Since 2005, new movements have emerged to protect Shanghainese from fading away. At municipal legislative discussions in 2005, former Shanghai opera actress Ma Lili moved to "protect" the language, stating that she was one of the few remaining Shanghai opera actresses who still retained authentic classic Shanghainese pronunciation in their performances. Shanghai's former party boss Chen Liangyu, a native Shanghainese himself, reportedly supported her proposal.[2] There have been talks of re-integrating Shanghainese into pre-kindergarten education, because many children are unable to speak any Shanghainese. Now many Shanghainese-language programs are running; a citywide program was introduced by the city government's language committee in 2006 to record native speakers of different Shanghainese varieties for archival purposes.[6]

The Shanghai government has begun to reverse its course and seek fluent speakers of authentic Shanghainese, but only two out of thirteen recruitment stations have found Traditional Shanghainese speakers; the rest of the 14 million people of Shanghai speak modern Shanghainese,[clarification needed] and it has been predicted that local variants will be wiped out. Professor Qian Nairong is working on efforts to save the language.[7][8] In response to criticism, Qian reminds people that Shanghainese was once fashionable, saying, "the popularization of Mandarin doesn't equal the ban of dialects. It doesn't make Mandarin a more civilized language either. Promoting dialects is not a narrow-minded localism, as it has been labeled by some netizens”.[9] The singer and composer Eheart Chen sings many of his songs in Shanghainese instead of Mandarin to preserve the language.[10]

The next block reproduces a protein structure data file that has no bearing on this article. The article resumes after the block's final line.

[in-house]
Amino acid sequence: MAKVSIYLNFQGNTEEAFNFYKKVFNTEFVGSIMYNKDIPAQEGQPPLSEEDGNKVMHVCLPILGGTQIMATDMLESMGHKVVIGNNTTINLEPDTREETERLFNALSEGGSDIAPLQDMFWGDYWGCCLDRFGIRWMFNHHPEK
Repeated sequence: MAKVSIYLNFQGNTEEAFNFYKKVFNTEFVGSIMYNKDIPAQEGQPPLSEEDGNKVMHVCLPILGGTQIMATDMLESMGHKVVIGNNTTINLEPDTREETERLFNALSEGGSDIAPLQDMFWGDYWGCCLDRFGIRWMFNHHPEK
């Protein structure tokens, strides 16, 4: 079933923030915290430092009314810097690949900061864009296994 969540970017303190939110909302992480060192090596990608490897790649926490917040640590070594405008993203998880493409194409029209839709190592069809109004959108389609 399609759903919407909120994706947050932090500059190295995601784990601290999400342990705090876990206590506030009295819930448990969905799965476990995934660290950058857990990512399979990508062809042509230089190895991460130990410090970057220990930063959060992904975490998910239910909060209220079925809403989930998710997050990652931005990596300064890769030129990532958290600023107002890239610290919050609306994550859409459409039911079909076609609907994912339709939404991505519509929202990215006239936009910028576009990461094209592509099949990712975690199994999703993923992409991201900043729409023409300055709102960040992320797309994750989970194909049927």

Since 2006, the Modern Baby Kindergarten in Shanghai has prohibited all of its students from speaking anything but Shanghainese on Fridays to preserve the language amongst younger speakers.[11][12] In 2011, professor Qian said that the sole remaining speakers of real Shanghainese are a group of Shanghainese peoples over the age of 60 and native citizens who have little outside contact, and he strongly urges that Shanghainese be taught in the regular school system from kindergarten all the way to elementary, saying it is the only way to save Shanghainese, and that attempts to introduce it in university courses and operas are not enough.[13]